Voice of a Superpower

The 2004 U.S. presidential election may be the first in decades to center on the candidates' foreign-policy views. So what do most Americans really think about Iraq, terrorism, North Korea, and free trade? Herewith an "interview" with the American people, with each answer reflecting majority positions in recent opinion polls. Americans' surprising preferences offer insight into what voters want from their next president.

FOREIGN POLICY: How did you feel about going to war with Iraq?

FOREIGN POLICY: How did you feel about going to war with Iraq?

John/Jane Q. Public: It’s complicated. When President George W. Bush said that Saddam Hussein was making weapons of mass destruction and might give them to terrorists, I found that argument pretty convincing. So I was all for trying to get into Iraq to find out if Saddam had those weapons, and to take them away from him if he did.

FP: So did you think immediate action was necessary?

JP: Not really. I thought we could take time to build support at the United Nations. Besides, we had plenty else to worry about, like al Qaeda. And once the U.N. inspectors were in Iraq, it seemed like we should give them a chance — not that I was all that optimistic that they were going to find the weapons. But Saddam was contained, so I thought we should keep trying to find some consensus at the United Nations. 

FP: Why was it so important to get U.N. support?

JP: I just didn’t think we should suddenly go in there on our own. The United States already plays the role of the world’s policeman more than it should. And I’m torn over whether we have the right to march in and overthrow a government, even if it is trying to build nuclear weapons. 

FP: Does the United Nations have the right to intervene like that?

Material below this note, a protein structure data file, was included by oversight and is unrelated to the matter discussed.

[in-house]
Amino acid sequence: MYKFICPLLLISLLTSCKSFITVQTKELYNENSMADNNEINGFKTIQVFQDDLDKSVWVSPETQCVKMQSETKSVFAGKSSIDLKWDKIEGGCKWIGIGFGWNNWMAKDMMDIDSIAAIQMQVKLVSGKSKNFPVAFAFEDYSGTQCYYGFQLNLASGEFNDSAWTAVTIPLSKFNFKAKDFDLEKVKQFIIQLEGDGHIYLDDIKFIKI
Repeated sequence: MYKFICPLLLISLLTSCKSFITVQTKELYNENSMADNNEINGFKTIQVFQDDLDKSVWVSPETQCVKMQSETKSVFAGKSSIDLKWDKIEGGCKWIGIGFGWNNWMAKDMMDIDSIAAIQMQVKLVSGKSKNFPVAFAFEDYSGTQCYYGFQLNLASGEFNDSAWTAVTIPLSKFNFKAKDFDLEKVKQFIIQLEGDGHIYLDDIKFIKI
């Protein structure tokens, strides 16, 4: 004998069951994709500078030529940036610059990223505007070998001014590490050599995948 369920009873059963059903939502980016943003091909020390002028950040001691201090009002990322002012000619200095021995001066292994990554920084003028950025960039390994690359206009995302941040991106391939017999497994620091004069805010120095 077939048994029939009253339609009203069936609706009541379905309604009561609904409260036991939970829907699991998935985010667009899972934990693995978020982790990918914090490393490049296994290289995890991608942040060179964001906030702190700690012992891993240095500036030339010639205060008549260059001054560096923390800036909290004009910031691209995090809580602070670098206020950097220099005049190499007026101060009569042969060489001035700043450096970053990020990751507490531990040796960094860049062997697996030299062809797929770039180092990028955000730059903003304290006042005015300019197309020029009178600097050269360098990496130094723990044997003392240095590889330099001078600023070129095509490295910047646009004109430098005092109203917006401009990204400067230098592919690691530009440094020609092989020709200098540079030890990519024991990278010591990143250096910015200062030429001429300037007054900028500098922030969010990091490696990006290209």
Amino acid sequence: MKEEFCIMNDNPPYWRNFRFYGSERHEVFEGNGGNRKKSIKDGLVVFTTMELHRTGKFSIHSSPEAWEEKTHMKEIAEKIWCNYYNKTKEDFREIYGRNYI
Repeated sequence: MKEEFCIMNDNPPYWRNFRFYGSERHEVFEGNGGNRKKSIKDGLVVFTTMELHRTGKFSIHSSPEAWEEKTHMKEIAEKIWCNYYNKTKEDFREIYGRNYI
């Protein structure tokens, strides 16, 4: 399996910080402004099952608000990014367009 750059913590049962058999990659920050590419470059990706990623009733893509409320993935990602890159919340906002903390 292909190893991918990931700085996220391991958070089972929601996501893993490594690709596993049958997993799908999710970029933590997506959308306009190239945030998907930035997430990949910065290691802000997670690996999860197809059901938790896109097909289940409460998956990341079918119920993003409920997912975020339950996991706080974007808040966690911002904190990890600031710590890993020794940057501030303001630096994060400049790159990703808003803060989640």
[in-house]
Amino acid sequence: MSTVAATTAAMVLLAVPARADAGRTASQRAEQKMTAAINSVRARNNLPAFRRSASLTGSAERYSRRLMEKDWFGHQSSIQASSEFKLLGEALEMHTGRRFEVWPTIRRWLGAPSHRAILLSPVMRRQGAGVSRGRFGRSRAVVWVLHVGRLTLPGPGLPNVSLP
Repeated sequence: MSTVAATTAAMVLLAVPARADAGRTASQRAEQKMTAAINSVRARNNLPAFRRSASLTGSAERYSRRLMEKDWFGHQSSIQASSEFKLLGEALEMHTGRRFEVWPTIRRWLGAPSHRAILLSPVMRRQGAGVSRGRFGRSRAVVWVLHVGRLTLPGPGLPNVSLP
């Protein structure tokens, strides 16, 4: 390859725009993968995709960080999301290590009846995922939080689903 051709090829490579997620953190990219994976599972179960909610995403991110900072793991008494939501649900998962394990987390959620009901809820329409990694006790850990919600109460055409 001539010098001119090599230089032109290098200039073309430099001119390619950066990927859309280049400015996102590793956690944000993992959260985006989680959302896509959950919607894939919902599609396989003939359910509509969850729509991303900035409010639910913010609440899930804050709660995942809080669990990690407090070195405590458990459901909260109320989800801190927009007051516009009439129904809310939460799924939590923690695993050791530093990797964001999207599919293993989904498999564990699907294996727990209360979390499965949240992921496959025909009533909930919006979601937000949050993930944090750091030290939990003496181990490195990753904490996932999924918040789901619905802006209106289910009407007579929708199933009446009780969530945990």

JP: Yes, definitely. 

FP: What if a country poses an imminent threat to the United States? Is unilateral action then justified?

JP: Well yes, I mean, if it’s in self-defense and they are about to attack. But it should be pretty clear cut. 

FP: Did you think that Iraq posed such an imminent threat?

JP: Probably not.

FP: Do you think the Bush administration intentionally exaggerated the evidence to build support for the war?

JP: Yes, though I think the administration believed Iraq had weapons of mass destruction. But maybe Bush was so determined to get Saddam that it didn’t much matter to him if it was true. If the CIA had told him that Iraq had no weapons of mass destruction and was not involved with al Qaeda, I still think Bush would have wanted to go to war anyhow. 

FP: What do you think about the argument that the war was justified because Saddam was a dictator violating the rights of Iraq’s people?

JP: I don’t really think the United States has the right to do that kind of thing. We still need U.N. approval, unless it is something really large-scale and extreme — like genocide.

FP: Do you think what Hussein was doing reached that level?

JP: Well, it was pretty bad, but no, not genocide. There are probably other regimes in the world right now that are as bad as Saddam’s. 

FP: So you think war was the wrong decision?

JP: No. I think Saddam probably did have weapons of mass destruction, and I do think he was probably working with al Qaeda. And though he is not the only threat to the United States, it is better for U.S. security to have him out of there. Overall, he was a really bad guy. So, no, it was not a wrong decision.

FP: So it was the right decision?

JP: Well, sort of — I just don’t know if it was the best decision. Maybe if we had taken more time and gotten more countries involved through the United Nations, the brunt of this thing would not be falling on our shoulders. The war itself was simple, but this occupation is tough. I didn’t like it when Bush said he wanted $87 billion dollars for Iraq. And all these casualties…

FP: So are you thinking you might want to pull out?

JP: Oh no, we can’t do that. Whether or not it was a good idea to go in, we still need to stay the course.

FP: How did you feel about the capture of Hussein?

JP: That was great. It made me feel better about how Bush was handling the situation in Iraq. But personally, capturing Saddam didn’t make me feel safer.

FP: What do you want to do at this point?

JP: I would like to see this whole thing put under the United Nations. Let’s not have the United States out front and being shot at every day.

FP: But what if that means the United States must let other countries be involved in making key decisions?